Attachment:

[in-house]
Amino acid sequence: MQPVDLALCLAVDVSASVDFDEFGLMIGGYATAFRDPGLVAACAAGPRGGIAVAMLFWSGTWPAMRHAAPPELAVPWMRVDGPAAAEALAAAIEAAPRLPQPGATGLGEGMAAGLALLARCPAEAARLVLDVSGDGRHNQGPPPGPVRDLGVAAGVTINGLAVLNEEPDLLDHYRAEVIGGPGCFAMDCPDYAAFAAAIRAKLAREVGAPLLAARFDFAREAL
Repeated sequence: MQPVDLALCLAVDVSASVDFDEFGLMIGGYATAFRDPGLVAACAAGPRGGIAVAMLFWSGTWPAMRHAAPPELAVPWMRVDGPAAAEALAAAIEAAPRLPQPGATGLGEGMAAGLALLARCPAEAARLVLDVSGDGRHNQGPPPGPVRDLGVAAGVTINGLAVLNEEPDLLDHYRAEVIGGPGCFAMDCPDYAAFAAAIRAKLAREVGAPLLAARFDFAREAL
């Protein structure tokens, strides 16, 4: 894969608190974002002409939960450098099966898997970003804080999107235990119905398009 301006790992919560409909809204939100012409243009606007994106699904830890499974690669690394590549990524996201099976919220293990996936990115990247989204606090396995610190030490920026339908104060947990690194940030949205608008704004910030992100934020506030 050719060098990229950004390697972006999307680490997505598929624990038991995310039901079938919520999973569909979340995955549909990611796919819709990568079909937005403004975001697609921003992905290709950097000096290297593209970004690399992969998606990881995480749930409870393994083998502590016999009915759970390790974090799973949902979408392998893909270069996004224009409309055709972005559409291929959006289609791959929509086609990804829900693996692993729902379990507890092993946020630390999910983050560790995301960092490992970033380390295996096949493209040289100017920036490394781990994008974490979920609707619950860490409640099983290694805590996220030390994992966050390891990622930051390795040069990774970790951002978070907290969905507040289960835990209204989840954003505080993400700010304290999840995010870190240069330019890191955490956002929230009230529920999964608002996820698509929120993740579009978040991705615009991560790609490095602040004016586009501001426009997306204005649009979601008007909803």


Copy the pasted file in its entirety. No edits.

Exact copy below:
[in-house]
Amino acid sequence: MQPVDLALCLAVDVSASVDFDEFGLMIGGYATAFRDPGLVAACAAGPRGGIAVAMLFWSGTWPAMRHAAPPELAVPWMRVDGPAAAEALAAAIEAAPRLPQPGATGLGEGMAAGLALLARCPAEAARLVLDVSGDGRHNQGPPPGPVRDLGVAAGVTINGLAVLNEEPDLLDHYRAEVIGGPGCFAMDCPDYAAFAAAIRAKLAREVGAPLLAARFDFAREAL
Repeated sequence: MQPVDLALCLAVDVSASVDFDEFGLMIGGYATAFRDPGLVAACAAGPRGGIAVAMLFWSGTWPAMRHAAPPELAVPWMRVDGPAAAEALAAAIEAAPRLPQPGATGLGEGMAAGLALLARCPAEAARLVLDVSGDGRHNQGPPPGPVRDLGVAAGVTINGLAVLNEEPDLLDHYRAEVIGGPGCFAMDCPDYAAFAAAIRAKLAREVGAPLLAARFDFAREAL
């Protein structure tokens, strides 16, 4: 894969608190974002002409939960450098099966898997970003804080999107235990119905398009 301006790992919560409909809204939100012409243009606007994106699904830890499974690669690394590549990524996201099976919220293990996936990115990247989204606090396995610190030490920026339908104060947990690194940030949205608008704004910030992100934020506030 050719060098990229950004390697972006999307680490997505598929624990038991995310039901079938919520999973569909979340995955549909990611796919819709990568079909937005403004975001697609921003992905290709950097000096290297593209970004690399992969998606990881995480749930409870393994083998502590016999009915759970390790974090799973949902979408392998893909270069996004224009409309055709972005559409291929959006289609791959929509086609990804829900693996692993729902379990507890092993946020630390999910983050560790995301960092490992970033380390295996096949493209040289100017920036490394781990994008974490979920609707619950860490409640099983290694805590996220030390994992966050390891990622930051390795040069990774970790951002978070907290969905507040289960835990209204989840954003505080993400700010304290999840995010870190240069330019890191955490956002929230009230529920999964608002996820698509929120993740579009978040991705615009991560790609490095602040004016586009501001426009997306204005649009979601008007909803």